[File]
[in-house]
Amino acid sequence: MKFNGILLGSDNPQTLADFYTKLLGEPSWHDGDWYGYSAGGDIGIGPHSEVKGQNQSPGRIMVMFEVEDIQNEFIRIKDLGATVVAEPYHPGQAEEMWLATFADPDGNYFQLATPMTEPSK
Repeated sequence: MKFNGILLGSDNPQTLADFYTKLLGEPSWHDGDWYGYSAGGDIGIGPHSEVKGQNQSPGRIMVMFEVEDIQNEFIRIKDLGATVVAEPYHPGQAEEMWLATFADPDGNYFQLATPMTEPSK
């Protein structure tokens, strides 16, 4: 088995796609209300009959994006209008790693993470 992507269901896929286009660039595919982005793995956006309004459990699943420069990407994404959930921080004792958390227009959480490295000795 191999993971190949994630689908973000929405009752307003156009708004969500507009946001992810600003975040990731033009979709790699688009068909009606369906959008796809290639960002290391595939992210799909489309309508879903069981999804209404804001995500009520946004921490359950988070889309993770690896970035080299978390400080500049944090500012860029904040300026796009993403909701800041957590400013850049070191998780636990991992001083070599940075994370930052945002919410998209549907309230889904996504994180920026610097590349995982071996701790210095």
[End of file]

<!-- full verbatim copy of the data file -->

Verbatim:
[in-house]
Amino acid sequence: MKFNGILLGSDNPQTLADFYTKLLGEPSWHDGDWYGYSAGGDIGIGPHSEVKGQNQSPGRIMVMFEVEDIQNEFIRIKDLGATVVAEPYHPGQAEEMWLATFADPDGNYFQLATPMTEPSK
Repeated sequence: MKFNGILLGSDNPQTLADFYTKLLGEPSWHDGDWYGYSAGGDIGIGPHSEVKGQNQSPGRIMVMFEVEDIQNEFIRIKDLGATVVAEPYHPGQAEEMWLATFADPDGNYFQLATPMTEPSK
């Protein structure tokens, strides 16, 4: 088995796609209300009959994006209008790693993470 992507269901896929286009660039595919982005793995956006309004459990699943420069990407994404959930921080004792958390227009959480490295000795 191999993971190949994630689908973000929405009752307003156009708004969500507009946001992810600003975040990731033009979709790699688009068909009606369906959008796809290639960002290391595939992210799909489309309508879903069981999804209404804001995500009520946004921490359950988070889309993770690896970035080299978390400080500049944090500012860029904040300026796009993403909701800041957590400013850049070191998780636990991992001083070599940075994370930052945002919410998209549907309230889904996504994180920026610097590349995982071996701790210095």